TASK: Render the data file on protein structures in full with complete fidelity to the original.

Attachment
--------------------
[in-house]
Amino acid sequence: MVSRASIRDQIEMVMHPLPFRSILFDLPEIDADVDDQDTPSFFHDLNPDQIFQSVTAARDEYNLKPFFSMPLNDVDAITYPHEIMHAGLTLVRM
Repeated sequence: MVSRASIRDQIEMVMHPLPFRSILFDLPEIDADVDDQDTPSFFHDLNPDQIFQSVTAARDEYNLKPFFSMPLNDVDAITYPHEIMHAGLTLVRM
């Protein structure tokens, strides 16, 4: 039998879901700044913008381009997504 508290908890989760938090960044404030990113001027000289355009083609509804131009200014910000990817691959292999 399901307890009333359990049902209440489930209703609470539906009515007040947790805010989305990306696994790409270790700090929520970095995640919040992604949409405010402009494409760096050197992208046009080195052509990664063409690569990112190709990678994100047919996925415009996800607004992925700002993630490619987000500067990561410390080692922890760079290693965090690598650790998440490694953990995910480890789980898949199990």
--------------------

[in-house]
Amino acid sequence: MVSRASIRDQIEMVMHPLPFRSILFDLPEIDADVDDQDTPSFFHDLNPDQIFQSVTAARDEYNLKPFFSMPLNDVDAITYPHEIMHAGLTLVRM
Repeated sequence: MVSRASIRDQIEMVMHPLPFRSILFDLPEIDADVDDQDTPSFFHDLNPDQIFQSVTAARDEYNLKPFFSMPLNDVDAITYPHEIMHAGLTLVRM
């Protein structure tokens, strides 16, 4: 039998879901700044913008381009997504 508290908890989760938090960044404030990113001027000289355009083609509804131009200014910000990817691959292999 399901307890009333359990049902209440489930209703609470539906009515007040947790805010989305990306696994790409270790700090929520970095995640919040992604949409405010402009494409760096050197992208046009080195052509990664063409690569990112190709990678994100047919996925415009996800607004992925700002993630490619987000500067990561410390080692922890760079290693965090690598650790998440490694953990995910480890789980898949199990």